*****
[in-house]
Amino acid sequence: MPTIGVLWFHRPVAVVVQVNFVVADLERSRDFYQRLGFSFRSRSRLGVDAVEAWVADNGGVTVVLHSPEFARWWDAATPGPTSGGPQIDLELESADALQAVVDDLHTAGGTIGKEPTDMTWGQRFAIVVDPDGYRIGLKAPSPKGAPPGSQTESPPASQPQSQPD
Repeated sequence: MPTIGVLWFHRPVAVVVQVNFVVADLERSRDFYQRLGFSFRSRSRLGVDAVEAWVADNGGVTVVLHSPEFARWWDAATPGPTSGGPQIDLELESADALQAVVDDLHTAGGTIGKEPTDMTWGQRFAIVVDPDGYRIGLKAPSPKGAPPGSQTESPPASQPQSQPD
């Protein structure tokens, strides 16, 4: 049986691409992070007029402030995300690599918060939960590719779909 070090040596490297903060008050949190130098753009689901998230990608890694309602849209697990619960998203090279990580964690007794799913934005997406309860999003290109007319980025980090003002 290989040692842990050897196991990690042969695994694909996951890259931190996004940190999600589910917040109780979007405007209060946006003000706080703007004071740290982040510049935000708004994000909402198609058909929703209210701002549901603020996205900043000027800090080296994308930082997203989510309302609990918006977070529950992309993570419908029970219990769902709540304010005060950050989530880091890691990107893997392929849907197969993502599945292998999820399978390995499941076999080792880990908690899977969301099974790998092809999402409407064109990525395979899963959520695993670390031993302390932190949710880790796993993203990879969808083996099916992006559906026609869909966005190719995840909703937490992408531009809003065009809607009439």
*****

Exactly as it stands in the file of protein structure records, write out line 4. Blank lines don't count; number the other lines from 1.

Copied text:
């Protein structure tokens, strides 16, 4: 049986691409992070007029402030995300690599918060939960590719779909 070090040596490297903060008050949190130098753009689901998230990608890694309602849209697990619960998203090279990580964690007794799913934005997406309860999003290109007319980025980090003002 290989040692842990050897196991990690042969695994694909996951890259931190996004940190999600589910917040109780979007405007209060946006003000706080703007004071740290982040510049935000708004994000909402198609058909929703209210701002549901603020996205900043000027800090080296994308930082997203989510309302609990918006977070529950992309993570419908029970219990769902709540304010005060950050989530880091890691990107893997392929849907197969993502599945292998999820399978390995499941076999080792880990908690899977969301099974790998092809999402409407064109990525395979899963959520695993670390031993302390932190949710880790796993993203990879969808083996099916992006559906026609869909966005190719995840909703937490992408531009809003065009809607009439």